As Kreisler points out, this is not a degree program; it is (simply) a diploma beyond the ARCT level.
I'm just throwing this out for discussion because I'm wondering what kind of students this exam would attract.
That's an interesting point upon which to speculate. What kind of student, pursuing a music degree - or even having obtained a music degree - would be a likely candidate for the LRCM diploma?
I'd imagine that anyone serious enough to play on this level would be a pursuing a full music degree, which is why I'm suggesting that it may be intended for those who are looking to get a university level music education privately.
"University level" perhaps, but I'm not sure that one can equate the acquiring of a performance diploma - albeit with pretty stringent and demanding co-requisites in theory, as well - with the collegiate university experience leading to a degree.
The new LRCM Syllabus goes one step further by indicating that those already holding a degree in music wishing to work towards the LRCM diploma "may be eligible for exemptions from any or all of the ... prerequisites." This suggests to me that, perhaps - and I'm only speculating at this point - the aim (co-requisites notwithstanding) is to produce candidates with an even higher level of performance standard than what might be demanded of one in a typical undergraduate degree in music.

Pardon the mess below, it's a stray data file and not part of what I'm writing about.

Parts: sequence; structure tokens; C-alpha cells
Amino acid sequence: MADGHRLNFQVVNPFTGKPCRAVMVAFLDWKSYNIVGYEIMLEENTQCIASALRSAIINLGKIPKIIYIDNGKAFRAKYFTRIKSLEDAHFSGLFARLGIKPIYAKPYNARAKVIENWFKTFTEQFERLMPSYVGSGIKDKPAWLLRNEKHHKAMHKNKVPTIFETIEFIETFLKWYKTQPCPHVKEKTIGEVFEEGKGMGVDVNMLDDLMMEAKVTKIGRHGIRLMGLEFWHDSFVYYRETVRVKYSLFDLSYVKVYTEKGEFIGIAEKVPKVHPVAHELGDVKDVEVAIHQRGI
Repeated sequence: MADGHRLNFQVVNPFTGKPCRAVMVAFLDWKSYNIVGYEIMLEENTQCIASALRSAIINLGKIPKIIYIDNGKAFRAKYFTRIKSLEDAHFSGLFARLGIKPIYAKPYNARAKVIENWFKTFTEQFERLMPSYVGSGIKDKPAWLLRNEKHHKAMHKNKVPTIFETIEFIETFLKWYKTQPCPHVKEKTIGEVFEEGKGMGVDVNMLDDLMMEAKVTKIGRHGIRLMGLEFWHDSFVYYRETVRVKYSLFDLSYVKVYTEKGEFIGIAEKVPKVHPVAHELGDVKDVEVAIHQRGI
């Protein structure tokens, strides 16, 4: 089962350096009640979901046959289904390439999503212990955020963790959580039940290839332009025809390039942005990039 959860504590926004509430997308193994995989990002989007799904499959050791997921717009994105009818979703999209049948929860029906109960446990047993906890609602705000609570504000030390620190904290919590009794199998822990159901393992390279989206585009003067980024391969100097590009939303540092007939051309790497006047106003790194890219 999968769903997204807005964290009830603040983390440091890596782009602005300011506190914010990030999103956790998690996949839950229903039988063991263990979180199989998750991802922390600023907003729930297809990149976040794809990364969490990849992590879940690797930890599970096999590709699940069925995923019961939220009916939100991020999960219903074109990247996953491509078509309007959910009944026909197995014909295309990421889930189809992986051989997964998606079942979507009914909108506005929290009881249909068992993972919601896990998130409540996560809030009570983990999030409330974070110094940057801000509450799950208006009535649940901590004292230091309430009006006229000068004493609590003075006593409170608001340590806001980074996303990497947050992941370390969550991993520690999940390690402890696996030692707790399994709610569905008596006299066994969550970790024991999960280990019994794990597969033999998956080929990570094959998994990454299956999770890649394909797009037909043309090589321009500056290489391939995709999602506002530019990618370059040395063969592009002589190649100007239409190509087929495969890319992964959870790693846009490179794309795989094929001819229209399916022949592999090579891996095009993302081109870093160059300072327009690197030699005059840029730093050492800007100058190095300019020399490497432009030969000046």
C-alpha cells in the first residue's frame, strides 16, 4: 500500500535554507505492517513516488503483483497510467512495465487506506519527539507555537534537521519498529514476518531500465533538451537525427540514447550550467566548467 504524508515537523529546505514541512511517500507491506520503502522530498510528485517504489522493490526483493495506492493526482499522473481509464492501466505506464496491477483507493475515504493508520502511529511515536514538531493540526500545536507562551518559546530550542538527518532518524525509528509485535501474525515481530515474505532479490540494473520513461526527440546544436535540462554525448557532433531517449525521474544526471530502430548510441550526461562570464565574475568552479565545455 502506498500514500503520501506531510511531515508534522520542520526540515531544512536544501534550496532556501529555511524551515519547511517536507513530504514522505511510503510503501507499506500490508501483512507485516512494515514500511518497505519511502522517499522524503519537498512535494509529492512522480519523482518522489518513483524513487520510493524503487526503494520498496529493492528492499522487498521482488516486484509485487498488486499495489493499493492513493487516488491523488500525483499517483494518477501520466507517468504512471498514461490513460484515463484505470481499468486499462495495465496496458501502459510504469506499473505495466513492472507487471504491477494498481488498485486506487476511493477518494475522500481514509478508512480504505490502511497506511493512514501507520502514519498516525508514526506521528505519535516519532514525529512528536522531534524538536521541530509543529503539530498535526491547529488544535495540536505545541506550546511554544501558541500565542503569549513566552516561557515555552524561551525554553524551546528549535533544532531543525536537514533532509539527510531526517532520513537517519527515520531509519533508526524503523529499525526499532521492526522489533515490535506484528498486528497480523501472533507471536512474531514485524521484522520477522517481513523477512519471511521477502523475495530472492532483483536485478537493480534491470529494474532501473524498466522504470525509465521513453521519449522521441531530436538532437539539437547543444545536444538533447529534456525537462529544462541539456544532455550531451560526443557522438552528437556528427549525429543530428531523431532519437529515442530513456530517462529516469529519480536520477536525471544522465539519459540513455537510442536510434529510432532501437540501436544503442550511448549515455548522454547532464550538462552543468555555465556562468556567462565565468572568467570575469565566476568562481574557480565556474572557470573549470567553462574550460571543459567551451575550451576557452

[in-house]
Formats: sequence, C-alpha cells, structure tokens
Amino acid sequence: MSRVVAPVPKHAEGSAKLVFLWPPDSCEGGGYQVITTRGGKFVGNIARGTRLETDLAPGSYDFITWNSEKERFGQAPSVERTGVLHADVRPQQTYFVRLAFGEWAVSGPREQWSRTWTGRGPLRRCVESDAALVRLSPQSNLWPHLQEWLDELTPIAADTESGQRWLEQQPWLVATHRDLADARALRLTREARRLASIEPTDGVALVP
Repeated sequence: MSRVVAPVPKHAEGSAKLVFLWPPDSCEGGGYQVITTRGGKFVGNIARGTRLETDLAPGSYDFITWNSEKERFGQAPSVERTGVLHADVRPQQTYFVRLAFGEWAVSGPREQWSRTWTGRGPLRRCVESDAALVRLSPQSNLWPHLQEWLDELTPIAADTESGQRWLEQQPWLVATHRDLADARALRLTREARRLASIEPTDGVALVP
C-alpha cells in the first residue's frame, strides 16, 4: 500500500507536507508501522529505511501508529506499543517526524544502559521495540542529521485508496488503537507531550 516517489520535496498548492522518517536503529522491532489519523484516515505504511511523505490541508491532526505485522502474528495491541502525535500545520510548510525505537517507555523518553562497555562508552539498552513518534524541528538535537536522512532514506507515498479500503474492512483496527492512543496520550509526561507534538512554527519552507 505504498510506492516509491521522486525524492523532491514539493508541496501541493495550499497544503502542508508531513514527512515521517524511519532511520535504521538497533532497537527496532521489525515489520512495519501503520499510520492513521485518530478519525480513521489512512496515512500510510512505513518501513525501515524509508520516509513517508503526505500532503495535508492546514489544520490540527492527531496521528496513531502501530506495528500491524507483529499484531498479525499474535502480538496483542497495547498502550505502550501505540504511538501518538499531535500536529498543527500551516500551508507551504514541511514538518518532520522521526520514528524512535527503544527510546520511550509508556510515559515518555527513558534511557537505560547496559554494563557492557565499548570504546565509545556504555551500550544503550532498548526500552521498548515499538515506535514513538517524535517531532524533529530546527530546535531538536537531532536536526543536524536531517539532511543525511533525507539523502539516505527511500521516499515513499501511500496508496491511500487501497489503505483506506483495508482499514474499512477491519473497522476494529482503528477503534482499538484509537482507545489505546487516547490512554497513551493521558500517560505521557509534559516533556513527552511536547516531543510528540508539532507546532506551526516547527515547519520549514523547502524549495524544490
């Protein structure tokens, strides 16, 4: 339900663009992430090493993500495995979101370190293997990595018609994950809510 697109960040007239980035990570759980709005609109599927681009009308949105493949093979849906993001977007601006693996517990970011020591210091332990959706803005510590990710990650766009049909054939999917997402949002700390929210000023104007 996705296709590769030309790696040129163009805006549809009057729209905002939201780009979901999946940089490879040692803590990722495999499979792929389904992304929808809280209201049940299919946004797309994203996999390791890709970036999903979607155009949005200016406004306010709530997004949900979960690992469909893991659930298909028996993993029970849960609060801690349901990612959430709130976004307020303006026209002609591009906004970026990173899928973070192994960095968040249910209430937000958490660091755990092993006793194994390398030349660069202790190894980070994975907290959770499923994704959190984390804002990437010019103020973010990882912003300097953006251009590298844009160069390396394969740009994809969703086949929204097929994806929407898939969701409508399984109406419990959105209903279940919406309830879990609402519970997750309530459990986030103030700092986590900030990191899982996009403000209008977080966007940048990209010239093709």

Given the repertoire lists in this new syllabus, the works are more technically and musically demanding than what are often considered the minimal norm for graduating bachelor-degree recitals. I don't know how these requirements would compare with a doctoral recital in piano performance, however.